Texas Go Bragh

In Ireland, St. Patrick’s Day is a subdued event. Many natives go to church instead of the pub, and they certainly don’t guzzle green beer. Texans, on the other hand, observe the holiday with great fanfare. Dallasites go to the Seventeenth Annual North Texas Irish Festival, one of the largest Celtic gatherings in the Southwest, where their hunger for Irish stew, soda bread, Guinness, and step dancing will be satisfied. San Antonians summon the spirit of San Patricio with a three-part celebration: the Tenth Annual Alamo Irish Festival, featuring live bands and Celtic craft booths around La Villita; the Thirty-second Annual St. Patrick’s Day Parade; and the Dyeing O’ the River Green Parade, in which green dye transforms the San Antonio River into a miniature River Shannon. Corpus Christi also hosts a St. Paddy’s parade and festival that are as rich as a pot o’ gold, and the Chieftains, Ireland’s traditional music superstars, will perform for fans in Houston and Fort Worth. It’s enough to make those leprechauns on the other side of the pond green with envy. KATY VINE


Director’s Cut

Edward Albee says he wrote his first play, 1958’s The Zoo Story, to celebrate his thirtieth birthday. This month the veteran playwright marks his seventy-first birthday by directing it along with another of his early one-act plays, The American Dream, at the Alley Theatre. Albee, an associate artist at the Alley since 1989 and a professor at the University of Houston, chose these particular works because “they seemed like fun.” He hopes they will have the currency needed to attract younger audiences. “Theater unfortunately seems to be a middle-aged, white, upper-middle-class preoccupation,” says Albee. So while it was his 1962 Broadway hit, Who’s Afraid of Virginia Woolf?, that won him international fame, perhaps Albee selected The Zoo Story—the tale of an ill-fated encounter between a young drifter and a middle-aged executive—because it too has become familiar to a new generation. The American Dream, a biting satire of American values, may cut too close for some people, however. “When it first came out, people thought it was terribly funny,” Albee says, “but I’ve noticed in recent years that audiences are getting a little surly about it. Now I think they realize, ‘This is about me.’ And they don’t like that—which, of course, is fun.” EILEEN SCHWARTZ


Gospel According to Kirk

In 1993 Kirk Franklin brought gospel music into the mainstream. Kirk Franklin and the Family, with its streetwise lyrics and hip-hop influences, became the first gospel album ever to go platinum (double platinum, actually). In 1996 the Fort Worth native won a Grammy for Best Contemporary Soul Gospel Album for Whatcha Lookin’ 4, and the next year he won another Grammy, this time for Best Gospel Choir or Chorus Album for God’s Property. And the 29-year-old was nominated for four Grammys this year, two of them for his crossover single “Lean on Me,” which featured R&B stars R. Kelly and Mary J. Blige, Bono of U2, gospel singer Crystal Lewis, and the Family (Franklin’s seventeen-voice backup choir). To Franklin’s fans, however, the only fact that matters is that he is scheduled to perform in Dallas and Houston this month, after not touring at all last year. So if your faith is flagging, take heart: When Franklin stomps his feet, shakes his fists, and starts pacing the stage singing the praises of Jesus, the dynamic fireball can make a believer out of anybody. JOHN MORTHLAND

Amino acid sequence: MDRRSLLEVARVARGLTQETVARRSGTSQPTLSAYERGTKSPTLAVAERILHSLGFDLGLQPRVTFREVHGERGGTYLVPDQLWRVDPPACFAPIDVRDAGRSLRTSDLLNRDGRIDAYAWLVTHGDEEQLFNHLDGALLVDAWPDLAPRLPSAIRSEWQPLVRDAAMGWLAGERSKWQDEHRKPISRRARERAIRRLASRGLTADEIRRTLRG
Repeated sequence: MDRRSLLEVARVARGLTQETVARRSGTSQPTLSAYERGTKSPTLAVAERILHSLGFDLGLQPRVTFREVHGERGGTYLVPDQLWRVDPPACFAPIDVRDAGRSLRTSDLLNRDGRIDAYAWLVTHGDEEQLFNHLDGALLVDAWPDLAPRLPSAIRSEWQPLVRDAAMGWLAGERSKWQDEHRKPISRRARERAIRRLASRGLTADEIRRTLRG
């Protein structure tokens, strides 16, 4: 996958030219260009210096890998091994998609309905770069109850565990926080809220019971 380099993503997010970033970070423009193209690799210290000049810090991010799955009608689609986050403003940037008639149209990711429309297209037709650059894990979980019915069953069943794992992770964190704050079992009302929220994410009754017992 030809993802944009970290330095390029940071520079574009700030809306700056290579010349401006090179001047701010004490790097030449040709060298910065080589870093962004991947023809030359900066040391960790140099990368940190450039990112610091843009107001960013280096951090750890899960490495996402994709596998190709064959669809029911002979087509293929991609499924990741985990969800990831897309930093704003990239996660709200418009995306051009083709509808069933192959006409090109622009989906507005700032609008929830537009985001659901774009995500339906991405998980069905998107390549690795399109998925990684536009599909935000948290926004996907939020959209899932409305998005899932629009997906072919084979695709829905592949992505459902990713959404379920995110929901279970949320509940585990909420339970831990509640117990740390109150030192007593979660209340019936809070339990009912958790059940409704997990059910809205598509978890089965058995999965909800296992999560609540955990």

Masters of the University

Some distinguished old masters have a new home in Austin. The Suida-Manning Collection, recently acquired by the Jack S. Blanton Museum of Art at the University of Texas, is one of the country’s finest collections of Renaissance and Baroque paintings and drawings by such artists as Lorrain, Rubens, and Veronese. Some fifty of the approximately seven hundred works go on display March 6, including Passeri’s Musical Party in a Garden (above)—one of only two paintings accepted as his work. Started by Austrian art collector William Suida in the early 1900’s, it grew under the care of his daughter, Bertina, and her husband, Texan Robert Manning, who “put tremendous thought, time, and love into it,” says Jonathan Bober, a curator at the Blanton. In 1994, two years before his death, Robert contacted the museum because he wanted to find a home for the collection in the state. The addition of these European masterpieces makes the Blanton one of the South’s top public art museums and gives Austin new standing in the art world. “It transforms museum going here,” says Bober. “It’s one of those things that’s even better than it initially sounds.” Art lovers must be patient, however; the majority of the collection will not be displayed until the Blanton’s new building is completed in 2002. EILEEN SCHWARTZ